Every year, the federal government spends millions of man-hours and hundreds of millions of precious taxpayer dollars on a little known practice referred to as “official time.” Under current law, federal employee union members use official time to conduct union activities during the workday, even if it is completely unrelated to their regularly assigned agency duties. Some federal employee union members engage exclusively in union business instead of doing the job they were hired to do, all while collecting full pay and benefits from taxpayers. For most Americans, spending significant time at work doing something unrelated to our jobs would be a fireable offense, but for federal unions, it is business as usual.
These individuals on 100 percent official time create a tremendous amount of slack to the detriment of their agency — and the taxpayer. Take, for example, the roughly 350 Department of Veterans Affairs employees who operated solely on official time in fiscal year 2015. Among these individuals are much-needed nurses, pharmacists, addiction therapists, a physician and even a prosthetic limb specialist. Rather than providing critical healthcare services to our nation’s veterans, these union members spend their entire working days on union duties like collective bargaining and arbitrating grievances. Their work is going undone — veterans left uncared for — because they are working on behalf of their union, leaving others to pick up the slack or even forcing the VA to hire new healthcare professionals to perform the duties they were originally hired to do.
To address this problem, I have introduced H.R. 1364, the Official Time Reform Act, which would prohibit federal employees who spend 80 percent or more of their time on official time from counting that as creditable service under the Civil Service Retirement System and the Federal Employee Retirement System and from receiving bonuses. If an individual was hired to fit prosthetic limbs on veterans’ combat injuries, that is what they should be doing — not somewhere litigating employee grievances or conducting other union business every hour of every work day. My legislation does not eliminate or even curtail official time use. Even if you support official time, as some of my colleagues do, we should all be able to agree that federal employees who work exclusively on behalf of their union instead of the taxpayer should not earn bonuses or retirement benefits paid for by the taxpayer.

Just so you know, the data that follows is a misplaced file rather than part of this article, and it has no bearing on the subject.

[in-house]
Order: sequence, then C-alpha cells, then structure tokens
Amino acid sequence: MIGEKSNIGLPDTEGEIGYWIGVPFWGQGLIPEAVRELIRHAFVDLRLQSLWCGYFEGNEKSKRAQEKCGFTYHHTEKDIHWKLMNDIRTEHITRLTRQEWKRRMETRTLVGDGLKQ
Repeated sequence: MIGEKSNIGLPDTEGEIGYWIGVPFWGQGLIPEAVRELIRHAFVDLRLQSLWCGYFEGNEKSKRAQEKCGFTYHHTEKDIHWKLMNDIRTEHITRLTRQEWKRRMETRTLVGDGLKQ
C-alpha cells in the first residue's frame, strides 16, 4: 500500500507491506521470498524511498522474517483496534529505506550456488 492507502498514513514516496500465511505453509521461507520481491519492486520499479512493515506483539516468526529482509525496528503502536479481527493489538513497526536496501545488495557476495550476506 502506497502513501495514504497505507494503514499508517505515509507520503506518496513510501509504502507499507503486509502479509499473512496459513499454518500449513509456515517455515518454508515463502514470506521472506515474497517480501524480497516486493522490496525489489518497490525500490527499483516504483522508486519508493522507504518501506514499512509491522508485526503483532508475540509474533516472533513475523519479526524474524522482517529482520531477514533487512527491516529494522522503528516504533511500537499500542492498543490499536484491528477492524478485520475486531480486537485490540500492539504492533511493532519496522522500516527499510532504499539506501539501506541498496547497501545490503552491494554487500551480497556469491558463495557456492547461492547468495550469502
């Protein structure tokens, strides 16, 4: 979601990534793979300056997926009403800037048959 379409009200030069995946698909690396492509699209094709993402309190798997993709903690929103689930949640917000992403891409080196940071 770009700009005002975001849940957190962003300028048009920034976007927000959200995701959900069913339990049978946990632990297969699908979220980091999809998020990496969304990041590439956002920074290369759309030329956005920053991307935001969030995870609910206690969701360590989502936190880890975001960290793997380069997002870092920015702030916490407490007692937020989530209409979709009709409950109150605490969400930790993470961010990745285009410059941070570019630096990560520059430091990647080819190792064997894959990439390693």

My legislation is further needed because the abuse of official time is systemic and has led to unacceptable failures in government agencies. Look at the Internal Revenue Service for instance. Its customer service levels are at an all-time low. In fact, in 2015, just 38 percent of callers seeking assistance actually ended up reaching an IRS representative. IRS Commissioner John Koskinen himself described his own agency’s performance as “abysmal.” Despite this agency-wide crisis, the IRS has several dozen customer service representatives working 100 percent official time, doing nothing but union business. If these civil servants were doing their actual jobs instead of representing the union, the IRS could be answering thousands of more calls from taxpayers in need.
Federal employees are hardworking people who do important and often critical jobs for our nation. Many federal employees work for decades in their department, and their years of hard work earn them retirement benefits from the federal government. However, federal employee union members on official time cross a certain threshold where they cease to represent the interests of the taxpayer and begin to primarily represent the interests of their union. These individuals who spend the vast majority or even all their time working on behalf of the union instead of their agency should not receive federal retirement benefits as though they had been performing the duties for which they were hired.
Additionally, the Official Time Reform Act would clarify that federal employee union members cannot use official time on political activities such as grassroots lobbying or picketing. Non-union federal employees are forbidden from engaging in political activity while on the taxpayers’ dime, and union members should be no different. Asking the taxpayer to subsidize union politics is simply unacceptable.
The American people have the right to expect that federal employees hired to work on their behalf are actually doing so — not working on behalf of other interests. I will continue working to curtail waste present in this mismanagement of official time at federal agencies. I hope those familiar with official time will support my proposal, and I believe Americans who may be hearing about it for the first time will similarly understand the need for this commonsense legislation.
Hice represents Georgia’s 10th District and is a member of the House Oversight and Government Reform Committee.
The views expressed by this author are their own and are not the views of The Hill.